The mission was Hold Until Relieved.  At the start of the battle, a squad of Soviet infantry and a 45mm ATG found themselves alone in the woods, the only troops between Hitler's invaders and the Motherland.

45mm ATG guards the bridge

While infantry take the high ground above the creek

German armored forces prepare for the attack just outside of the woods

Soviet infantry start their sweep of the woods.  They find a Panzer II pressing through the trees, and the chase begins

The first of many mortar rounds attempt to take out the 45mm

The StuG positions itself to attack the infantry on the hill

A Maxim sets itself up to cover the bridge

Soviet 82mm sets up to put fire on the road

The BA-10 provides support

The T-26 fires a wild round at the 232

He is supported by more Russian riflemen

A German MG 42 adjusts its position to respond to the Soviets

The T-26 moves up and sets the 232 on fire, the crew is unable to put the fire out, so they make a break for the rear

The fire illuminates the road

The T-26 then finds itself in a cross fire, but the German gunners cant find their target

These Soviet riflemen head to the rocks near the banks of the river

Not being close enough to assault the Panzer II, the riflemen continue the chase

The 45mm bounces a round off the Panzer II

The Soviet mortar starts shooting at the road

German grenadiers, fearful of the mortar fire, jump out of their truck

A Soviet ATR sets up to cover the road

In a moment of desperation, Private Vladimir straps a mine to the platoon's pet dog's back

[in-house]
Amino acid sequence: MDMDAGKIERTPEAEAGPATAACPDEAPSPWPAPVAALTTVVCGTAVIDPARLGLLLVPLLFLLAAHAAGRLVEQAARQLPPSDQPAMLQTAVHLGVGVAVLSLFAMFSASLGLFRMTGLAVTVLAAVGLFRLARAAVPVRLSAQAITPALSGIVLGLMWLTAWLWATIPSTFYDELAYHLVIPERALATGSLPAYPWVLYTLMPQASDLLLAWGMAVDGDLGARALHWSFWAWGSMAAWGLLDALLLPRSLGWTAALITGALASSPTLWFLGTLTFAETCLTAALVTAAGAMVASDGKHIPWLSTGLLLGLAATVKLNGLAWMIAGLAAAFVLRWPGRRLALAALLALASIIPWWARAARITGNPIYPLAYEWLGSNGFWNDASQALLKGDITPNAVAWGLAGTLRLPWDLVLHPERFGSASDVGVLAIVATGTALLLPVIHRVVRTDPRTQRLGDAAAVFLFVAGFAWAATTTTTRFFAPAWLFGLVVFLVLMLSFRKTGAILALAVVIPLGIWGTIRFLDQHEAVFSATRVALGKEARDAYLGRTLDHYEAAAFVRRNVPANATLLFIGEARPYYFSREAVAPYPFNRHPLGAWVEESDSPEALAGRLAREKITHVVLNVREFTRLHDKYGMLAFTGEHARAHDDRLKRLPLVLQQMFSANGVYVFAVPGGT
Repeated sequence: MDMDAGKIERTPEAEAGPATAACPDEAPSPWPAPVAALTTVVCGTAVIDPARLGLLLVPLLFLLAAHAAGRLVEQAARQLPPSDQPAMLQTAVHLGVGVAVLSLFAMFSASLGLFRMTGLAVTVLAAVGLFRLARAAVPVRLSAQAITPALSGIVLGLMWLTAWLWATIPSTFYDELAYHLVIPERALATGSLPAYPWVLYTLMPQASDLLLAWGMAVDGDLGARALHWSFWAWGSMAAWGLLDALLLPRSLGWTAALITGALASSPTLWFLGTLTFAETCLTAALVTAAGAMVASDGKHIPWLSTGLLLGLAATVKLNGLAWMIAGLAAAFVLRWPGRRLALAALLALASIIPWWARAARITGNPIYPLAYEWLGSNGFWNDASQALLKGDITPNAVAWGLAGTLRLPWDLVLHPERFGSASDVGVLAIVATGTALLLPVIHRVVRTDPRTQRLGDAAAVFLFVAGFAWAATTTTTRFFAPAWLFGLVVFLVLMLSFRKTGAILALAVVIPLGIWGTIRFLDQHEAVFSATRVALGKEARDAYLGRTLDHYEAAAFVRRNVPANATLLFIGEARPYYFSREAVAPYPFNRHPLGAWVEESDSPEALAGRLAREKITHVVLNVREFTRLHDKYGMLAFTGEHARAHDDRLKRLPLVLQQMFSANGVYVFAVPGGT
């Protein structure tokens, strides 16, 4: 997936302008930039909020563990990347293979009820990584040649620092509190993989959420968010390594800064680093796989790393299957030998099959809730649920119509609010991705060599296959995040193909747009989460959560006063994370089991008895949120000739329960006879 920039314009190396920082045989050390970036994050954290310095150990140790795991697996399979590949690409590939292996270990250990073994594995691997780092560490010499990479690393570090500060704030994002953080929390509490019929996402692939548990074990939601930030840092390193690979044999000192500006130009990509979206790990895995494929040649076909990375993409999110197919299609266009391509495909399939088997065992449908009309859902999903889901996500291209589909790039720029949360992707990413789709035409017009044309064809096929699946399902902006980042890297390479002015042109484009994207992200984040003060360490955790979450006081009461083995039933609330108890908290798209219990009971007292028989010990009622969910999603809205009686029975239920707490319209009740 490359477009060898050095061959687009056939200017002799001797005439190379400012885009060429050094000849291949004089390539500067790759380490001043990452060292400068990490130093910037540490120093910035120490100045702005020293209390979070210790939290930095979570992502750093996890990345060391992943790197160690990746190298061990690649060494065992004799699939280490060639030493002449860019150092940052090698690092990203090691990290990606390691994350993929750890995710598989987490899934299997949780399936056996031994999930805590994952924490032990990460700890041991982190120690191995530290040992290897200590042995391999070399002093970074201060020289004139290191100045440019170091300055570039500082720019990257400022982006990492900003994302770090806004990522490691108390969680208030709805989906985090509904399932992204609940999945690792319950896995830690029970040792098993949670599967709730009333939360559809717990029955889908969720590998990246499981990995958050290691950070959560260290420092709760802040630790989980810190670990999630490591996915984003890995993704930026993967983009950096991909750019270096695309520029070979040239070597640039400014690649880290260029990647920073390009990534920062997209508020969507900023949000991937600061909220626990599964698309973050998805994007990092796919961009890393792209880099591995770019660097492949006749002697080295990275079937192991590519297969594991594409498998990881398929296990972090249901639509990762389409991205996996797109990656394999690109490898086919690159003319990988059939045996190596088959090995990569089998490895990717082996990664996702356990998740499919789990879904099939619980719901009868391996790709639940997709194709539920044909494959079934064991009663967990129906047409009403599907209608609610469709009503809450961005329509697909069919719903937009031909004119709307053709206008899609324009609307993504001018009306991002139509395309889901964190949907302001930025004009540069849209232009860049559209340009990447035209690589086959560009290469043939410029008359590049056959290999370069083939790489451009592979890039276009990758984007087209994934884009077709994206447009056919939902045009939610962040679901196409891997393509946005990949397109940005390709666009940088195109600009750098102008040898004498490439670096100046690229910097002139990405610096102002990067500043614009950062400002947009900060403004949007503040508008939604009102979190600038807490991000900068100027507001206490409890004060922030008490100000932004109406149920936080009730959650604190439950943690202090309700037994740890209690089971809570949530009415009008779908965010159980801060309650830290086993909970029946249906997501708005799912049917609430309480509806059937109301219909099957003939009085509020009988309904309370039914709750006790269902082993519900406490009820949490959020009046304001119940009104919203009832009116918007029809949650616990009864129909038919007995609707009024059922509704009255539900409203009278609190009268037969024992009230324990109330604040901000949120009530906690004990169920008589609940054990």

The Soviets covering the road

A view of the creek

The Panzer II drives up and lights up the T-26

Vladimir lets Sasha's leash go.  Hungry for Panzer, she bolts for the Panzer II

Sasha is suddenly engulfed in flames.  Bow Wow BOOOM!!!! When the smoke clears, the Panzer II remains little worse for wear, and the crew is momentarily stunned by the explosion.

The 82mm throws another round down range

The battle rages

A BA-10 engages the StuG

The rest of the Grenadiers roll in

The fighting becomes intense (What a furball! Love it! - J)

The Soviet command section directs the battle from the woods

The anti-tank dog handlers take cover and hold the bridge

Two squads of Germans deploy into the woods

The Soviets continue to threaten the German flank

The Maxim puts rounds into the Panzer IIs rear (And isn't a heavy weapon, so doesn't do anything - this was hashed out on the forum, later. - J)

The Panzer II puts fire on the Soviets in the woods

A Russian mortar just misses this MG-42

The dog handlers kill two Germans from their position on the bridge

Encouraged by the unit commissar, these troops give their lives for the Motherland

The Soviet CO crosses the stream (First recorded instance of crossing the streams in Bolt Action, I believe. Venkman! - J)

The Soviet ATR moves in closer

While the Germans attack down the road

The BA-10 machine-guns the German infantry squad in the road, but only manages one kill